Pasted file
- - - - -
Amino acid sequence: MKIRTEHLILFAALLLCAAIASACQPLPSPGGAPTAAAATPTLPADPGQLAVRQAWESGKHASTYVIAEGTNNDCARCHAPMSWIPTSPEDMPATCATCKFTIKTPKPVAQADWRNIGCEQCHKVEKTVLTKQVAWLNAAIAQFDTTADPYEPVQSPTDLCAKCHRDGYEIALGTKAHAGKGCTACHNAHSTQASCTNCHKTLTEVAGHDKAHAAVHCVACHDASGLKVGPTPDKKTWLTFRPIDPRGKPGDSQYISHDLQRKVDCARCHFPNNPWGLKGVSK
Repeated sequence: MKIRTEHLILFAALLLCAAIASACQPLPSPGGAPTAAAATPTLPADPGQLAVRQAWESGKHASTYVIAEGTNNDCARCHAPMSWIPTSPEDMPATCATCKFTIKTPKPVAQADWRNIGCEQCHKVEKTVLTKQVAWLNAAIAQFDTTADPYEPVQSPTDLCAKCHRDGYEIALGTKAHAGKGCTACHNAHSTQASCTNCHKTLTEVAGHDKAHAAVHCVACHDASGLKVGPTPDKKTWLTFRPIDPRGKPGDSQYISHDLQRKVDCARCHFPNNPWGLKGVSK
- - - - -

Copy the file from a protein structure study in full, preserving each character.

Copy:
Amino acid sequence: MKIRTEHLILFAALLLCAAIASACQPLPSPGGAPTAAAATPTLPADPGQLAVRQAWESGKHASTYVIAEGTNNDCARCHAPMSWIPTSPEDMPATCATCKFTIKTPKPVAQADWRNIGCEQCHKVEKTVLTKQVAWLNAAIAQFDTTADPYEPVQSPTDLCAKCHRDGYEIALGTKAHAGKGCTACHNAHSTQASCTNCHKTLTEVAGHDKAHAAVHCVACHDASGLKVGPTPDKKTWLTFRPIDPRGKPGDSQYISHDLQRKVDCARCHFPNNPWGLKGVSK
Repeated sequence: MKIRTEHLILFAALLLCAAIASACQPLPSPGGAPTAAAATPTLPADPGQLAVRQAWESGKHASTYVIAEGTNNDCARCHAPMSWIPTSPEDMPATCATCKFTIKTPKPVAQADWRNIGCEQCHKVEKTVLTKQVAWLNAAIAQFDTTADPYEPVQSPTDLCAKCHRDGYEIALGTKAHAGKGCTACHNAHSTQASCTNCHKTLTEVAGHDKAHAAVHCVACHDASGLKVGPTPDKKTWLTFRPIDPRGKPGDSQYISHDLQRKVDCARCHFPNNPWGLKGVSK